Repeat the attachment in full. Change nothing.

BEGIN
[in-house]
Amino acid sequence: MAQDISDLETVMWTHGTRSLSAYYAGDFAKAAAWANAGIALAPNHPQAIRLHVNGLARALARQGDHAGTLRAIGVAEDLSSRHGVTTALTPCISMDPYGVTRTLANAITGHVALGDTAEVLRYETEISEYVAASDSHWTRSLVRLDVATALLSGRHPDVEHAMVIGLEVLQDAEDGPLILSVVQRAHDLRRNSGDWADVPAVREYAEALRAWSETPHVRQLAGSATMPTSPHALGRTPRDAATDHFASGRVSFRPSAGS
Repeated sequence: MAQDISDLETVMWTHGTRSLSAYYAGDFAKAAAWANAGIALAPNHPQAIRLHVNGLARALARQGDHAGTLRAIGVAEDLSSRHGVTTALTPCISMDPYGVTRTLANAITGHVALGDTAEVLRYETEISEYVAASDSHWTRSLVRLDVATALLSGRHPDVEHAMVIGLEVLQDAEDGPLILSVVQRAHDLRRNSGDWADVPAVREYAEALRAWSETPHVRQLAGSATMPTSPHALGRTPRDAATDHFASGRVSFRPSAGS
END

[in-house]
Amino acid sequence: MAQDISDLETVMWTHGTRSLSAYYAGDFAKAAAWANAGIALAPNHPQAIRLHVNGLARALARQGDHAGTLRAIGVAEDLSSRHGVTTALTPCISMDPYGVTRTLANAITGHVALGDTAEVLRYETEISEYVAASDSHWTRSLVRLDVATALLSGRHPDVEHAMVIGLEVLQDAEDGPLILSVVQRAHDLRRNSGDWADVPAVREYAEALRAWSETPHVRQLAGSATMPTSPHALGRTPRDAATDHFASGRVSFRPSAGS
Repeated sequence: MAQDISDLETVMWTHGTRSLSAYYAGDFAKAAAWANAGIALAPNHPQAIRLHVNGLARALARQGDHAGTLRAIGVAEDLSSRHGVTTALTPCISMDPYGVTRTLANAITGHVALGDTAEVLRYETEISEYVAASDSHWTRSLVRLDVATALLSGRHPDVEHAMVIGLEVLQDAEDGPLILSVVQRAHDLRRNSGDWADVPAVREYAEALRAWSETPHVRQLAGSATMPTSPHALGRTPRDAATDHFASGRVSFRPSAGS